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Negotiating The Offer

Monday, November 23, 2009

By Brad Karsh, President, JobBound

More money.  Let’s be honest, we all want it.  So how can you get it?

When it comes to negotiating your new job offer, you walk the fine line between coming off like a savvy employee looking to maximize your worth and Greedy Boy.  Don’t be Greedy Boy (or Girl).

Here’s what you do:

1.  Know what you’re worth.
Knowledge is power.  It’s much easier to negotiate if you know where you stand relative to others in your field.  Your first stop should be an online salary calculator.  Also, check with friends and family who may work in your field or at your level.  See what they make. 

Once you have that information in hand, here’s what you might say:

"From the information I’ve pulled from salary surveys, a financial analyst with four years of experience in Cleveland makes between $65,000 - $75,000.  I feel that your offer of $62,000 is low.  Based on my experience and accomplishments, a salary of 70,000 which falls in the middle of the range would be more appropriate."

2.  Think beyond salary.
Salary is sexy.  Salary is brag-worthy.  Salary becomes our obsession.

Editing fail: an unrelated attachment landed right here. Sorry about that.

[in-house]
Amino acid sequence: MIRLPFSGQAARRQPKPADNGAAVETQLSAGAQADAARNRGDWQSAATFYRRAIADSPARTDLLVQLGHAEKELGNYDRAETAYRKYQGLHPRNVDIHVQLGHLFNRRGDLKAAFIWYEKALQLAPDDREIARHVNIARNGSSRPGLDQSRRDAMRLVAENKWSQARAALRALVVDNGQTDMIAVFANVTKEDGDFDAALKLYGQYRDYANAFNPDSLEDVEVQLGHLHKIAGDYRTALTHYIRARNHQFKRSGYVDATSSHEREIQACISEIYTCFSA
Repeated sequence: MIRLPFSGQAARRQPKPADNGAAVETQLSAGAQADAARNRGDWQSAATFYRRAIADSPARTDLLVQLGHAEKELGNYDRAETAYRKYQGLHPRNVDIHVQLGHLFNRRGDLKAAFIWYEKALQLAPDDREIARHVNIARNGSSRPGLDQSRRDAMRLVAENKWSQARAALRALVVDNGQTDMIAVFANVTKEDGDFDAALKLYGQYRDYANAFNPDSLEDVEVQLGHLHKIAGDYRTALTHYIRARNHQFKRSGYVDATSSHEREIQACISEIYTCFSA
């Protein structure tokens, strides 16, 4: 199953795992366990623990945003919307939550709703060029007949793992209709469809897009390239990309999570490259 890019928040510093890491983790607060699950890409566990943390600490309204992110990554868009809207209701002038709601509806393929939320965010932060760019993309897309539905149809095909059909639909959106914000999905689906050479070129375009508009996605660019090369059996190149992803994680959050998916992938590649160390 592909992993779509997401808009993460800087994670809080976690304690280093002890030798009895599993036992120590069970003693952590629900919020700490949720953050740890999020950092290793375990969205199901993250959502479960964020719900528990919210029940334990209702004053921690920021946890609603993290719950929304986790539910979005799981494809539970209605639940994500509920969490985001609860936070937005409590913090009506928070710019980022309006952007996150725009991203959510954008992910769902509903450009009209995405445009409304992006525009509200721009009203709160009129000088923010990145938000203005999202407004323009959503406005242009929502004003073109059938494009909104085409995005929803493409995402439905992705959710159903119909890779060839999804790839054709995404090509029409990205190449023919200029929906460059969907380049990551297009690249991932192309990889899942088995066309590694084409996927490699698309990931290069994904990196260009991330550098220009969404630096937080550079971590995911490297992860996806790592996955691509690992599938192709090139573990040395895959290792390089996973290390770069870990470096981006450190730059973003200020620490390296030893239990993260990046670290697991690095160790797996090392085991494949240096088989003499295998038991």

Salary may be cool, but the job offer is king.

Often, companies have fairly set salaries based on pre-determined compensation “bands.”  For instance, they may never pay a four-year accountant more than $62k.  However, there are a host of other benefits you might have more luck negotiating:

  •    Signing bonus
  •    Relocation allowance
  •    Clothing/car allowance
  •    Vacation days
  •    Year-end bonus
  •    Medical and dental benefits
  •    Profit sharing/401(k)
  •    Flexible work hours/days
  •    Company computer/phone
  •    Plastic surgery allowance

Okay, I made the last one up, but the others are all legit.  Some companies may offer these benefits and might be persuaded to up the ante for you.  Those that don’t, might entertain the notion of indulging you – if you ask. 

Think about it this way.  If you make $104,000 a year, and you can negotiate an extra week of vacation, you just gave yourself a $2,000 raise.

Here’s what you say:

"I understand that you can’t raise my salary, but at my former job, I had three weeks of vacation.  I’d like to see if it’s possible to get an extra week of vacation each year."

3.  Just say it
Don’t beat around the bush, don’t hem and haw, and don’t think that you should feel badly about negotiating.  Once they are ready to have the talk, many job seekers ruin their chances by not being assertive.

  •    Bad:  "I was wondering if perhaps you might consider offering some type of compensation for my move.  I mean if not, it’s no big deal, but hopefully you have a few extra dollars.  Maybe?"
  •    Good: "Since I’ll be moving from Pittsburgh to New York, I’ll be incurring substantial moving expenses.  What type of relocation assistance do you offer?"

Negotiating your offer is never easy, but with the right approach it could turn into some extra cash.

Good luck!

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